Environmental factors influencing mercury speciation in Subarctic and Boreal lakes
Journal article, Peer reviewed
MetadataShow full item record
Original versionScience of the Total Environment. 2014, 476-477 (April), 336-345. 10.1016/j.scitotenv.2014.01.030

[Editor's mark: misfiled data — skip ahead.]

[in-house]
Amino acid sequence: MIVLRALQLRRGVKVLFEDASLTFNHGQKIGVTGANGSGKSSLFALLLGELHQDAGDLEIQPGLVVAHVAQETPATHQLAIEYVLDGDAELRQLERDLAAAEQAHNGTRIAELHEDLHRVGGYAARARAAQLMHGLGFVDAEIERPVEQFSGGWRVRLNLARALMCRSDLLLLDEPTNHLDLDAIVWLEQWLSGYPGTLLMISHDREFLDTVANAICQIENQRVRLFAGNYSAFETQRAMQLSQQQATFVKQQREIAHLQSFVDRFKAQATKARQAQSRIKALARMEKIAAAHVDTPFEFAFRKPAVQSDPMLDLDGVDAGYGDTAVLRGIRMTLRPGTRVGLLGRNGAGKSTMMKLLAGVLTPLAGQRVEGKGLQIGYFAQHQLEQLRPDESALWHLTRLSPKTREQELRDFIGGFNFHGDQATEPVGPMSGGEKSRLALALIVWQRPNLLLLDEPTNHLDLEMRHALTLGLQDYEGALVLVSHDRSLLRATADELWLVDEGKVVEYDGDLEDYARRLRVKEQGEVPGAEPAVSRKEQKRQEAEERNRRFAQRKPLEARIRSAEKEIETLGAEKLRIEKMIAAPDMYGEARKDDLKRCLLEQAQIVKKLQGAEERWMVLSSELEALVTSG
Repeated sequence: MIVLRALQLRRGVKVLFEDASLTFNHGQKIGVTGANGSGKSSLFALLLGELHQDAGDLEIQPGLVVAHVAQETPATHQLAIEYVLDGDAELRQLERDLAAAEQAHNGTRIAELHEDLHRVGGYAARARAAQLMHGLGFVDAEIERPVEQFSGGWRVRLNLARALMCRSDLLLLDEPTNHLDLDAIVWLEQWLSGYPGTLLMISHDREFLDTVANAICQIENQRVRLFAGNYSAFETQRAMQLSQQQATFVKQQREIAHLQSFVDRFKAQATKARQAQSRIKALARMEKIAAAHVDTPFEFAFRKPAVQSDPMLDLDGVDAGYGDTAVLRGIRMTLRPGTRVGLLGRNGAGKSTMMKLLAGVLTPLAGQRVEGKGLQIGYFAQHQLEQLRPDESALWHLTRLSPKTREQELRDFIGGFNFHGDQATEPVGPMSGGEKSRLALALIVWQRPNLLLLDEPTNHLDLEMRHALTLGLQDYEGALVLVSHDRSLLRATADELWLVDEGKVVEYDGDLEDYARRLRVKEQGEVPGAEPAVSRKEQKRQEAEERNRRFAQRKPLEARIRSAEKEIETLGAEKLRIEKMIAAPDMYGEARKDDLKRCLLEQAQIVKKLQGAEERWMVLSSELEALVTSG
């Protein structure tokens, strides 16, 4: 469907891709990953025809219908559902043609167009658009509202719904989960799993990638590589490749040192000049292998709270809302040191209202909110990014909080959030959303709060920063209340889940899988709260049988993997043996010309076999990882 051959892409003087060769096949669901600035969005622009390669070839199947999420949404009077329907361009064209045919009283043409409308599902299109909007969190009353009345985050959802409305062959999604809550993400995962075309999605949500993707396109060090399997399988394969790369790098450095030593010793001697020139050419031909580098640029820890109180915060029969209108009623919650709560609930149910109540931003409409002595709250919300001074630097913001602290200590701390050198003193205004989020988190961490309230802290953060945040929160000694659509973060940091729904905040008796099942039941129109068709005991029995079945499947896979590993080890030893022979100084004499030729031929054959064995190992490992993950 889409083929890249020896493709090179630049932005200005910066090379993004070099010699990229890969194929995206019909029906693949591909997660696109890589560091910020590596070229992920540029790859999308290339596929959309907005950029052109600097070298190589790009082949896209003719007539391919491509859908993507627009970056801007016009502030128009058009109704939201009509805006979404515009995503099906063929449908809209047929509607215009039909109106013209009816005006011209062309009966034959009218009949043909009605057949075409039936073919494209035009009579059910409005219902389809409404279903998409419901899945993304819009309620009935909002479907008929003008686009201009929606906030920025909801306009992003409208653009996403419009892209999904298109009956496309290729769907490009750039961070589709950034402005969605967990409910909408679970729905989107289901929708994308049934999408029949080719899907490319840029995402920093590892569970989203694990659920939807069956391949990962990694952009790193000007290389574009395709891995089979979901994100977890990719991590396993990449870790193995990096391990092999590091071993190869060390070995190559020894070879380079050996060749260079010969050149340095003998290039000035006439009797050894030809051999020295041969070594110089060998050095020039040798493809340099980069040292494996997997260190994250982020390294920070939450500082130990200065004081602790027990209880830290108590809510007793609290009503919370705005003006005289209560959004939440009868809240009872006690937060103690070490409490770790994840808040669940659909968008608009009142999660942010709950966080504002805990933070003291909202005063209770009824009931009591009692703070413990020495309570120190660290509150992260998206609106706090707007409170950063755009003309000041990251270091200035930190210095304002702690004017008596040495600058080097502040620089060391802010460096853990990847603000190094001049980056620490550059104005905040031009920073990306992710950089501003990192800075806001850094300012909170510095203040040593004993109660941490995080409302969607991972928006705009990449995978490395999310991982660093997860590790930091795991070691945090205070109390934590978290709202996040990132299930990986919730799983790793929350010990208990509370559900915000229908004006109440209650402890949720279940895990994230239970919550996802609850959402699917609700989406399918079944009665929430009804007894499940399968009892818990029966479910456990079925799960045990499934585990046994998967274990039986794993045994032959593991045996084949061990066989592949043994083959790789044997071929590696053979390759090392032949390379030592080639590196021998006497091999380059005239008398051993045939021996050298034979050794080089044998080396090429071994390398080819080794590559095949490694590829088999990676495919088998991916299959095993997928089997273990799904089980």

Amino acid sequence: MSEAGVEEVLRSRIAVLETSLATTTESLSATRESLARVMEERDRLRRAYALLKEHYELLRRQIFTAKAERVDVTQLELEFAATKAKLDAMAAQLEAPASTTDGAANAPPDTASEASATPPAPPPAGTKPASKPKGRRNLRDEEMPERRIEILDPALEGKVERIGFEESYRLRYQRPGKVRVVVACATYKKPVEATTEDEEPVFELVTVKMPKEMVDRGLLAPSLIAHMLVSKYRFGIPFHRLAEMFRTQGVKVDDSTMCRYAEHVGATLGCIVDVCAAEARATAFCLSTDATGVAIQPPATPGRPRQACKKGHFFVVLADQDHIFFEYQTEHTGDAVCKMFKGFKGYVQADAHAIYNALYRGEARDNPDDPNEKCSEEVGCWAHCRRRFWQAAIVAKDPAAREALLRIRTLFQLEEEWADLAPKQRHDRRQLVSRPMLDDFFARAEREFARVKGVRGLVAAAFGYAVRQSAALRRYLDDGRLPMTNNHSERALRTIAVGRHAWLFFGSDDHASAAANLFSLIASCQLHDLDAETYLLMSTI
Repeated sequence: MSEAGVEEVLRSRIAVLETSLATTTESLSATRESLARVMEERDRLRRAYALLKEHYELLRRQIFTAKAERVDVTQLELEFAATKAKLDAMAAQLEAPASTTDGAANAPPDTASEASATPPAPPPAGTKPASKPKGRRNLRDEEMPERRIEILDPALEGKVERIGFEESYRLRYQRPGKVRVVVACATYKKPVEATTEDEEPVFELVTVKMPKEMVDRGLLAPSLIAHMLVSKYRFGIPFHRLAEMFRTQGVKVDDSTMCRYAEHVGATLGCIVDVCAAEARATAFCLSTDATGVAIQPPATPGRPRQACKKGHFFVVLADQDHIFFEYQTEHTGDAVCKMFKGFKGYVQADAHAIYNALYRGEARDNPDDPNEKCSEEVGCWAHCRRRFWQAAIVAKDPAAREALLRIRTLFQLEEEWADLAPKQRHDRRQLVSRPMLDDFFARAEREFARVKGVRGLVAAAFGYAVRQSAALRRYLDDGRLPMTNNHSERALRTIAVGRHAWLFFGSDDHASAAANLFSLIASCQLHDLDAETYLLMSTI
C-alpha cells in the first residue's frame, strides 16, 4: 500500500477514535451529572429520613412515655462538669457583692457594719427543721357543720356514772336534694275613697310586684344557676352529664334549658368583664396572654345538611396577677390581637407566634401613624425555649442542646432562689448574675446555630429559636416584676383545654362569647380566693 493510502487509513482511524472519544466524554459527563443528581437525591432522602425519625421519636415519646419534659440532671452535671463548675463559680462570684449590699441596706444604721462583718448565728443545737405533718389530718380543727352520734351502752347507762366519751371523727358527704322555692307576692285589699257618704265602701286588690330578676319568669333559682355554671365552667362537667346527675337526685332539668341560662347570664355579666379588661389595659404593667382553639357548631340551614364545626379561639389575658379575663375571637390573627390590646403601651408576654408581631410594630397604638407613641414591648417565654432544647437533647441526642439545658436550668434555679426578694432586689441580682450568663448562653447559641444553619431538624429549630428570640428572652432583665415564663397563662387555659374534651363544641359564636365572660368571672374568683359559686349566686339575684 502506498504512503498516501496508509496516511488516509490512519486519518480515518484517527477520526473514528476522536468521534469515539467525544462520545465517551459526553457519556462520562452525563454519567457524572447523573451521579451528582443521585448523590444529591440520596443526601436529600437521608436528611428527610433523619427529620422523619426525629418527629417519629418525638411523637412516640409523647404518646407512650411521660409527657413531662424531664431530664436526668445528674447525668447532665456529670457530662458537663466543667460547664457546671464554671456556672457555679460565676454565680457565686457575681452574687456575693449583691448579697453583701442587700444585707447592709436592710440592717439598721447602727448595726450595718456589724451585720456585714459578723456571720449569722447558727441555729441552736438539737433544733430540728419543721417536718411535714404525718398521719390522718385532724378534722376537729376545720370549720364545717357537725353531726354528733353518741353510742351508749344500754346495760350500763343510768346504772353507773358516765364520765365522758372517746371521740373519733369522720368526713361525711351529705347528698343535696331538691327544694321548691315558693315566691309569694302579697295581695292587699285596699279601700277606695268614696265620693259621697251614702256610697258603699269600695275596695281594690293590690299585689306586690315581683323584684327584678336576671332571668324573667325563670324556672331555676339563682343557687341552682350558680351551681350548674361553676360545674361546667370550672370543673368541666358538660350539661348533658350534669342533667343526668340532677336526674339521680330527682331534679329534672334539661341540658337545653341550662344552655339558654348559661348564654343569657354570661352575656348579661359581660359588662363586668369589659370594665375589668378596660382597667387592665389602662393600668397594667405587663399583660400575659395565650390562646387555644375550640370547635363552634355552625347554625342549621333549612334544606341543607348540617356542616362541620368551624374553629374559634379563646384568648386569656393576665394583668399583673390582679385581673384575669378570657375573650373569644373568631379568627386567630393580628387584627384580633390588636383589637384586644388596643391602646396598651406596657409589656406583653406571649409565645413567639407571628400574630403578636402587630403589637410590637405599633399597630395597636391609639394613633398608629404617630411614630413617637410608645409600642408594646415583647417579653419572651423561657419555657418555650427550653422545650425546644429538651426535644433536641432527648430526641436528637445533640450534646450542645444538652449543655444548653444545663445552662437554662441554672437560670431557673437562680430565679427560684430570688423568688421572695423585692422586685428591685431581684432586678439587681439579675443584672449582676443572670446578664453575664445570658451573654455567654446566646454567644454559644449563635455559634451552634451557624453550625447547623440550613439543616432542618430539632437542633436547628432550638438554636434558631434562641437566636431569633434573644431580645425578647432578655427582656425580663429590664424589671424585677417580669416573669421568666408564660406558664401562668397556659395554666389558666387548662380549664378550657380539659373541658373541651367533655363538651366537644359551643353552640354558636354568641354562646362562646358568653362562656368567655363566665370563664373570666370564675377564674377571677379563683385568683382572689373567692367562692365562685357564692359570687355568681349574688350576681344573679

Environmental drivers of total mercury (TotHg) concentrations, methylmercury (MeHg) concentrations, and MeHg fractions (a proxy for methylation potential, expressed as %MeHg) were assessed in a synoptic study of 51 lakes in southeast (Boreal) and northeast (Subarctic) Norway. Concentrations of TotHg and MeHg ranged between 0.5–6.6 ng/L and < 0.02–0.70 ng/L, respectively. The lakes span wide ranges of explanatory environmental variables, including water chemistry, catchment characteristics, climate conditions, and atmospheric deposition of Hg, sulphur and nitrogen (N). Dissolved organic matter (DOM), measured as total organic carbon (TOC), was the variable most strongly correlated with TotHg (r2 = 0.76) and MeHg (r2 = 0.64) concentrations. Lakes in the Subarctic region had significantly lower TotHg and MeHg concentrations, and %MeHg than lakes in the Boreal region (p < 0.01), implying a lower aquatic food web exposure of aqueous Hg species in Subarctic Norway than in the Boreal lakes. Statistical modelling (partial least squares) using data from the Boreal lakes produced models explaining 82%, 75% and 50% of the spatial variation of TotHg and MeHg concentrations and %MeHg, respectively. After TOC, the most significant explanatory variables were N availability, base cation status, and lake and catchment size. We conclude that a key process driving TotHg concentrations is DOM as a transport vector, while the role of DOM for MeHg and %MeHg is likely related to a combination of transport and DOM as a substrate for methylation. Also, negative correlations between MeHg, and catchment and lake size are consistent with in-lake and in-stream de-methylation processes. The statistical relationship suggests that N availability exerts a positive contribution on concentrations of MeHg and %MeHg.